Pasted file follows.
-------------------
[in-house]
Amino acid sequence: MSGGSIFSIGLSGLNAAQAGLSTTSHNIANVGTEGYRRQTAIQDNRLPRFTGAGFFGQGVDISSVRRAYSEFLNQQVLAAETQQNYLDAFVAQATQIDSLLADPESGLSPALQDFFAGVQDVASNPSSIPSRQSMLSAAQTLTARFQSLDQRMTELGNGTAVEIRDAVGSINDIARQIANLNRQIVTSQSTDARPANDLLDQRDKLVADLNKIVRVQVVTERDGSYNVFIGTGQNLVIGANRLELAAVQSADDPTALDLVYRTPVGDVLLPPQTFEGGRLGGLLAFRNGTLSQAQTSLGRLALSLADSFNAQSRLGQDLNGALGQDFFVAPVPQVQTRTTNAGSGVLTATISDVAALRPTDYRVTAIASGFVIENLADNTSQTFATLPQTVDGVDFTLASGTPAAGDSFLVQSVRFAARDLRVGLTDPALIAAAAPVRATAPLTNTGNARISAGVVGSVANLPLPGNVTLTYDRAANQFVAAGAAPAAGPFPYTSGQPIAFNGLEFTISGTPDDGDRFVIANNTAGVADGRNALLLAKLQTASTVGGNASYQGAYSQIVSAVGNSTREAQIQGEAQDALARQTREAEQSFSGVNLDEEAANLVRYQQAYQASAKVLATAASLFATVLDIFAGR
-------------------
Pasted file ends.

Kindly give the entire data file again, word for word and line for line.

[in-house]
Amino acid sequence: MSGGSIFSIGLSGLNAAQAGLSTTSHNIANVGTEGYRRQTAIQDNRLPRFTGAGFFGQGVDISSVRRAYSEFLNQQVLAAETQQNYLDAFVAQATQIDSLLADPESGLSPALQDFFAGVQDVASNPSSIPSRQSMLSAAQTLTARFQSLDQRMTELGNGTAVEIRDAVGSINDIARQIANLNRQIVTSQSTDARPANDLLDQRDKLVADLNKIVRVQVVTERDGSYNVFIGTGQNLVIGANRLELAAVQSADDPTALDLVYRTPVGDVLLPPQTFEGGRLGGLLAFRNGTLSQAQTSLGRLALSLADSFNAQSRLGQDLNGALGQDFFVAPVPQVQTRTTNAGSGVLTATISDVAALRPTDYRVTAIASGFVIENLADNTSQTFATLPQTVDGVDFTLASGTPAAGDSFLVQSVRFAARDLRVGLTDPALIAAAAPVRATAPLTNTGNARISAGVVGSVANLPLPGNVTLTYDRAANQFVAAGAAPAAGPFPYTSGQPIAFNGLEFTISGTPDDGDRFVIANNTAGVADGRNALLLAKLQTASTVGGNASYQGAYSQIVSAVGNSTREAQIQGEAQDALARQTREAEQSFSGVNLDEEAANLVRYQQAYQASAKVLATAASLFATVLDIFAGR